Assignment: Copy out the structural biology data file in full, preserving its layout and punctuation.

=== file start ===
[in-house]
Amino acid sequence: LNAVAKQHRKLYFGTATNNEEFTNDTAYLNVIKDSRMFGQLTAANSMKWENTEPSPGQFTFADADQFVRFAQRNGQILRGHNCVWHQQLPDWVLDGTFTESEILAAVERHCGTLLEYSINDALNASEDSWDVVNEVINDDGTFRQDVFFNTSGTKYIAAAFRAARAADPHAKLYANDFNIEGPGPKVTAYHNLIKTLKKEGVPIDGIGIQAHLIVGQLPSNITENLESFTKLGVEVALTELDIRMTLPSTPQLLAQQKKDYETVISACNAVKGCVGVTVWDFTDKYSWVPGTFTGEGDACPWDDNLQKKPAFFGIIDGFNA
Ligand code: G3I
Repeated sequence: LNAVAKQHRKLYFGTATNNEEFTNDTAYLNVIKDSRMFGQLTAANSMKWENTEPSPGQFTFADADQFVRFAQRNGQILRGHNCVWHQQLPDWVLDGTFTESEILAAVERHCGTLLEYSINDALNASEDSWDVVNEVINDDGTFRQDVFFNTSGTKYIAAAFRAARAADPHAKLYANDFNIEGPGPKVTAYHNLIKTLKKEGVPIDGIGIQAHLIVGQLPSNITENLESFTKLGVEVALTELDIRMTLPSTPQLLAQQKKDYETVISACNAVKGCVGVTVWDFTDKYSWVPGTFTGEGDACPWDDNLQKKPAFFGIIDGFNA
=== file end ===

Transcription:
[in-house]
Amino acid sequence: LNAVAKQHRKLYFGTATNNEEFTNDTAYLNVIKDSRMFGQLTAANSMKWENTEPSPGQFTFADADQFVRFAQRNGQILRGHNCVWHQQLPDWVLDGTFTESEILAAVERHCGTLLEYSINDALNASEDSWDVVNEVINDDGTFRQDVFFNTSGTKYIAAAFRAARAADPHAKLYANDFNIEGPGPKVTAYHNLIKTLKKEGVPIDGIGIQAHLIVGQLPSNITENLESFTKLGVEVALTELDIRMTLPSTPQLLAQQKKDYETVISACNAVKGCVGVTVWDFTDKYSWVPGTFTGEGDACPWDDNLQKKPAFFGIIDGFNA
Ligand code: G3I
Repeated sequence: LNAVAKQHRKLYFGTATNNEEFTNDTAYLNVIKDSRMFGQLTAANSMKWENTEPSPGQFTFADADQFVRFAQRNGQILRGHNCVWHQQLPDWVLDGTFTESEILAAVERHCGTLLEYSINDALNASEDSWDVVNEVINDDGTFRQDVFFNTSGTKYIAAAFRAARAADPHAKLYANDFNIEGPGPKVTAYHNLIKTLKKEGVPIDGIGIQAHLIVGQLPSNITENLESFTKLGVEVALTELDIRMTLPSTPQLLAQQKKDYETVISACNAVKGCVGVTVWDFTDKYSWVPGTFTGEGDACPWDDNLQKKPAFFGIIDGFNA